After another year of important civic engagement and off-the-field work in the communities he loves, Kansas City Chiefs safety Tyrann Mathieu has been nominated as the team’s Walter Payton Man of the Year.
Every year since 1970, the league has awarded the Man of the Year honor to one player who is known for his excellence on and off the field. It usually takes the form of community service and/or philanthropic efforts, and every team offers up a nominee who best fits this description.
This year for the Chiefs, Mathieu has been a very clear leader on the field as someone who has helped lead a tremendous defensive turnaround as well as shepherding several impressive young players in the Chiefs secondary. Off the field, however, the Honey Badger has been incredibly busy as well.
Through his own foundation, the Tyrann Mathieu Foundation, he has worked to provide gifts and resources to local school teachers in the Kansas City region. He also helps students as well by partnering with local chapters of the Boys & Girls Club of Greater Kansas City to provide school supplies and a night out of dinner and shopping for 32 children. Most recently, you likely saw pictures of Mathieu handing out turkeys to families in need around the Thanksgiving holiday.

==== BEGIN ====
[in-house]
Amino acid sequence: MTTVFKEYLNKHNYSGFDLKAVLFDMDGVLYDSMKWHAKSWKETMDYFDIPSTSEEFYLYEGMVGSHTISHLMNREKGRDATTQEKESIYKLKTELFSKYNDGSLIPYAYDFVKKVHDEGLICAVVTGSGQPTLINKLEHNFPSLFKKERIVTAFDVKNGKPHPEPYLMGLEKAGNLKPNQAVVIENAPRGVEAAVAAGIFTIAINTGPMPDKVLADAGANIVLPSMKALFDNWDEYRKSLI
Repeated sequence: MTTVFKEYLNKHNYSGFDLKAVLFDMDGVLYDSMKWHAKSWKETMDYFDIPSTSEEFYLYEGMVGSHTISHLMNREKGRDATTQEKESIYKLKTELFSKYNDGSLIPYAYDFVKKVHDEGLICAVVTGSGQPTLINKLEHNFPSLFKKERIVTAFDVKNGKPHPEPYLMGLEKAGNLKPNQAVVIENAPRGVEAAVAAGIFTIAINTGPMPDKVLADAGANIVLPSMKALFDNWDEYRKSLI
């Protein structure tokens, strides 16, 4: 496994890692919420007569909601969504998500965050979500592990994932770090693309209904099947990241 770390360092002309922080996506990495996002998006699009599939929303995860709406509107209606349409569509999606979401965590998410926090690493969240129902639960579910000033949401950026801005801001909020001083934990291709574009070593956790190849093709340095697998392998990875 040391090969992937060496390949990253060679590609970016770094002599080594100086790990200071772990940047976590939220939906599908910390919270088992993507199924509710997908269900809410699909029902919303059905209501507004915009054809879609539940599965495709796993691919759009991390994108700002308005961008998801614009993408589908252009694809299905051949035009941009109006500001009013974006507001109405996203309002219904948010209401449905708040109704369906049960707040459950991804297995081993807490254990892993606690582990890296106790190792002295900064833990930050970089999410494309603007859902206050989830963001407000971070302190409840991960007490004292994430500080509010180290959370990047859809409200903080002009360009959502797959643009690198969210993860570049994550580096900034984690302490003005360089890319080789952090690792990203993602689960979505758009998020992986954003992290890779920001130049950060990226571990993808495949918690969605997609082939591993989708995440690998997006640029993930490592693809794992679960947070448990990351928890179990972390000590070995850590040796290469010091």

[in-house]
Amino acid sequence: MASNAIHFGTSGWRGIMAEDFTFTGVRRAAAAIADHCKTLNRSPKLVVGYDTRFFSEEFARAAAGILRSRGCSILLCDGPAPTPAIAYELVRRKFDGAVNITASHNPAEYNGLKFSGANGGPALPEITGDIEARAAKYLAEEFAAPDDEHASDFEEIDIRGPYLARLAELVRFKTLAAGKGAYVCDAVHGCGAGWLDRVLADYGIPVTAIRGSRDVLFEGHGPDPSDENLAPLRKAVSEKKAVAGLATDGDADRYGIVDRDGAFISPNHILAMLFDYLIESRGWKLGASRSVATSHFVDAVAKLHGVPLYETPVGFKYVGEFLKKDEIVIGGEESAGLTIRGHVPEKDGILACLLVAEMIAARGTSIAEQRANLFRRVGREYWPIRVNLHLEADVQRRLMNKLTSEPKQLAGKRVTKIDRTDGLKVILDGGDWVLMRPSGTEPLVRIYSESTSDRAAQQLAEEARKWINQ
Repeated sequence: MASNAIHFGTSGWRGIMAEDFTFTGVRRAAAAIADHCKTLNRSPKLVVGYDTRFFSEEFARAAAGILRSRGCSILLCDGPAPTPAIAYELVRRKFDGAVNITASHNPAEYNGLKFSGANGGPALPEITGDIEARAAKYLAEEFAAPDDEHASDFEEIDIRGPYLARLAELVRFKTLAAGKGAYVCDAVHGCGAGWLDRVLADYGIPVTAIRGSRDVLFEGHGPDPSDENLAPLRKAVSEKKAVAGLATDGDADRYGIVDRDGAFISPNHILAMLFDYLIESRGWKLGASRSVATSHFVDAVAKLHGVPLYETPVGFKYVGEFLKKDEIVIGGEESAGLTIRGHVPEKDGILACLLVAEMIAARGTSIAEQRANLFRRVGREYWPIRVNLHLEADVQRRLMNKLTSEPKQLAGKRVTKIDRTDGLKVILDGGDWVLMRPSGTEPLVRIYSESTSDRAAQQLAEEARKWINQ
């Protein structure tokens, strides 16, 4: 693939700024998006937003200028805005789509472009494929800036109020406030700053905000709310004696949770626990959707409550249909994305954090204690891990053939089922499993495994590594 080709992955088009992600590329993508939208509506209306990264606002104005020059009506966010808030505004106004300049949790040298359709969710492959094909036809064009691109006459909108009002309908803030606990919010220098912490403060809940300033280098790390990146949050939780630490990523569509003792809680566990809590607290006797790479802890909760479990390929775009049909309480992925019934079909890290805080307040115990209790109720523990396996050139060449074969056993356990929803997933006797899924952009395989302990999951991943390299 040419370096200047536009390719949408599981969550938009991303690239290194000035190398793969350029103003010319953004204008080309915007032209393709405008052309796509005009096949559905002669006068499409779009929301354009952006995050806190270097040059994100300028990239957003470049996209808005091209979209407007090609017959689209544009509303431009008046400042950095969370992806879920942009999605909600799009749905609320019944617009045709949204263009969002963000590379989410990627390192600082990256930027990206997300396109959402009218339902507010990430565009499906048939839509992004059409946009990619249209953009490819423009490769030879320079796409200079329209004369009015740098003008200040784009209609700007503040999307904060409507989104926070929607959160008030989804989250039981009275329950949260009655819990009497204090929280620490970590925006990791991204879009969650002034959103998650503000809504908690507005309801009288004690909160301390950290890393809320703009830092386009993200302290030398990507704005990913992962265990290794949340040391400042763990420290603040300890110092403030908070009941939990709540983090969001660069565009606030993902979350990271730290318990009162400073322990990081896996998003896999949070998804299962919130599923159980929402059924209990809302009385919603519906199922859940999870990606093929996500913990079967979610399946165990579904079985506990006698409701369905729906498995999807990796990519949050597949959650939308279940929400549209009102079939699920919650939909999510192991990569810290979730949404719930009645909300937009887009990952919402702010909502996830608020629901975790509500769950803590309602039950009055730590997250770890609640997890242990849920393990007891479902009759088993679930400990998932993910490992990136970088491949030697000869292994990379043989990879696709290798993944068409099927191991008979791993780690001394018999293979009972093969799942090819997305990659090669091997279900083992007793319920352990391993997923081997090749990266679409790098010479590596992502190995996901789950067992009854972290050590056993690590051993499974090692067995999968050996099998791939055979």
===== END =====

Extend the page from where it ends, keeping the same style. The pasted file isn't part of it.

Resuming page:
In years past, Mathieu has partnered with Patrick Mahomes to help register people to vote and has been active in helping feed hungry children and families in both K.C. and beyond. Mathieu has been a civic-minded player at every level with an impact at home in Louisiana or in every place he’s ever played professionally.
Last year, Russell Wilson of the Seattle Seahawks was the overall winner and received a $250,000 check for a charity of his choice. By being nominated this year, Mathieiu will receive at least $40,000 for his favorite charity with the chance of earning the $250,000 award instead. Previous winners from the Chiefs include Brian Waters in 2009 (the last Chiefs player to win the national award), Will Shields in 2003, Derrick Thomas in 1993, Len Dawson in 1973, and Willie Lanier in 1972.